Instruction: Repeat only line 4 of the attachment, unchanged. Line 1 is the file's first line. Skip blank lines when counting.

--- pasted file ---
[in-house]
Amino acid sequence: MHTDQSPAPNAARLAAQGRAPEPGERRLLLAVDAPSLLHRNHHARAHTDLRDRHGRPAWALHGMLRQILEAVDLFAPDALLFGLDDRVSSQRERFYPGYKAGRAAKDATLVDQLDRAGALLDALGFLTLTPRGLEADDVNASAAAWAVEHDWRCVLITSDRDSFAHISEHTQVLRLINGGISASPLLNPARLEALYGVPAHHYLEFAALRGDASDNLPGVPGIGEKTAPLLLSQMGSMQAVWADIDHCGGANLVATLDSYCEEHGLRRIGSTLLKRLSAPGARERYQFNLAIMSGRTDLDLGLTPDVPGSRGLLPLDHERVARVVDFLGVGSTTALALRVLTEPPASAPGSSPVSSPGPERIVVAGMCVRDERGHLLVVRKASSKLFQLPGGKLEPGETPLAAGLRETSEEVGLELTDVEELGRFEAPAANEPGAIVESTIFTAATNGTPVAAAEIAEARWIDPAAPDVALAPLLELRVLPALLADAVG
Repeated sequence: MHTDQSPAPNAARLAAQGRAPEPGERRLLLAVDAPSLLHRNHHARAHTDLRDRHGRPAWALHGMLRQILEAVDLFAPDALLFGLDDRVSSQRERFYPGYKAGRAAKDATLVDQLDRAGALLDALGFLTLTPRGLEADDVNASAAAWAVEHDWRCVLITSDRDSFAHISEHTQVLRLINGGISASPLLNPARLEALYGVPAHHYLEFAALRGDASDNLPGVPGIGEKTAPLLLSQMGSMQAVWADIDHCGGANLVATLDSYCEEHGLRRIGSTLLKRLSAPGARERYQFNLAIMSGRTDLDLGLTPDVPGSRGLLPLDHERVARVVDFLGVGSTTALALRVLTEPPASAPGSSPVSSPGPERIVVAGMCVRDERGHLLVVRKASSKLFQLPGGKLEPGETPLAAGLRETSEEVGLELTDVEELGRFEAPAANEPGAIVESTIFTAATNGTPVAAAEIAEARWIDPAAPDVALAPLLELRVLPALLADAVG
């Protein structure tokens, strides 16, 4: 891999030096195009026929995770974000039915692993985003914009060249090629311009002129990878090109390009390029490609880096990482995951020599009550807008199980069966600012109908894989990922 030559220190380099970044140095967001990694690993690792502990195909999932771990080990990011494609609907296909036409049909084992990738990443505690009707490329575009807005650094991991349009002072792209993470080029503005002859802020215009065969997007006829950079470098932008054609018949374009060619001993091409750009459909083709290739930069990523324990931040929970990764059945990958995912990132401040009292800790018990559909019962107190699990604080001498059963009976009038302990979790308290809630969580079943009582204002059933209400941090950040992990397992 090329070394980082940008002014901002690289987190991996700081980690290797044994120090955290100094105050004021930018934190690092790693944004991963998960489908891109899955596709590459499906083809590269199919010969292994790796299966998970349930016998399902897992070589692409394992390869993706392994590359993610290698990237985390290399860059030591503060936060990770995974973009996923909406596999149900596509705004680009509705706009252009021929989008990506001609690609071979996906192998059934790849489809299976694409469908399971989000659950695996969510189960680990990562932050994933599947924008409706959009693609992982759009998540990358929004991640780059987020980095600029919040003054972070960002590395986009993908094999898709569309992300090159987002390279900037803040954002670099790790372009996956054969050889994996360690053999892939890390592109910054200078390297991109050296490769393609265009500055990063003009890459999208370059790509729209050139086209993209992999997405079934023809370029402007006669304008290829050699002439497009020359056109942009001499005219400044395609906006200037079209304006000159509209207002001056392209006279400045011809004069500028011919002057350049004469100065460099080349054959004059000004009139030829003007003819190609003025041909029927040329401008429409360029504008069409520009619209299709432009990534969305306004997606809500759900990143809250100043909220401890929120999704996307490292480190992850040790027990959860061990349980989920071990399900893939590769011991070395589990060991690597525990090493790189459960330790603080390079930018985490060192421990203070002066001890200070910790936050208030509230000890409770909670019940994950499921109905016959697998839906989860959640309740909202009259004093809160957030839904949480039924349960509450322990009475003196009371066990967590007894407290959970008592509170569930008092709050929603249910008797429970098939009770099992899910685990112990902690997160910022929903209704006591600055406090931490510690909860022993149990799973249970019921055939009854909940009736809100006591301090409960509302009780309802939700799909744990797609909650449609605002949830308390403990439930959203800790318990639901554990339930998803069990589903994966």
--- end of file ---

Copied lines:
């Protein structure tokens, strides 16, 4: 891999030096195009026929995770974000039915692993985003914009060249090629311009002129990878090109390009390029490609880096990482995951020599009550807008199980069966600012109908894989990922 030559220190380099970044140095967001990694690993690792502990195909999932771990080990990011494609609907296909036409049909084992990738990443505690009707490329575009807005650094991991349009002072792209993470080029503005002859802020215009065969997007006829950079470098932008054609018949374009060619001993091409750009459909083709290739930069990523324990931040929970990764059945990958995912990132401040009292800790018990559909019962107190699990604080001498059963009976009038302990979790308290809630969580079943009582204002059933209400941090950040992990397992 090329070394980082940008002014901002690289987190991996700081980690290797044994120090955290100094105050004021930018934190690092790693944004991963998960489908891109899955596709590459499906083809590269199919010969292994790796299966998970349930016998399902897992070589692409394992390869993706392994590359993610290698990237985390290399860059030591503060936060990770995974973009996923909406596999149900596509705004680009509705706009252009021929989008990506001609690609071979996906192998059934790849489809299976694409469908399971989000659950695996969510189960680990990562932050994933599947924008409706959009693609992982759009998540990358929004991640780059987020980095600029919040003054972070960002590395986009993908094999898709569309992300090159987002390279900037803040954002670099790790372009996956054969050889994996360690053999892939890390592109910054200078390297991109050296490769393609265009500055990063003009890459999208370059790509729209050139086209993209992999997405079934023809370029402007006669304008290829050699002439497009020359056109942009001499005219400044395609906006200037079209304006000159509209207002001056392209006279400045011809004069500028011919002057350049004469100065460099080349054959004059000004009139030829003007003819190609003025041909029927040329401008429409360029504008069409520009619209299709432009990534969305306004997606809500759900990143809250100043909220401890929120999704996307490292480190992850040790027990959860061990349980989920071990399900893939590769011991070395589990060991690597525990090493790189459960330790603080390079930018985490060192421990203070002066001890200070910790936050208030509230000890409770909670019940994950499921109905016959697998839906989860959640309740909202009259004093809160957030839904949480039924349960509450322990009475003196009371066990967590007894407290959970008592509170569930008092709050929603249910008797429970098939009770099992899910685990112990902690997160910022929903209704006591600055406090931490510690909860022993149990799973249970019921055939009854909940009736809100006591301090409960509302009780309802939700799909744990797609909650449609605002949830308390403990439930959203800790318990639901554990339930998803069990589903994966």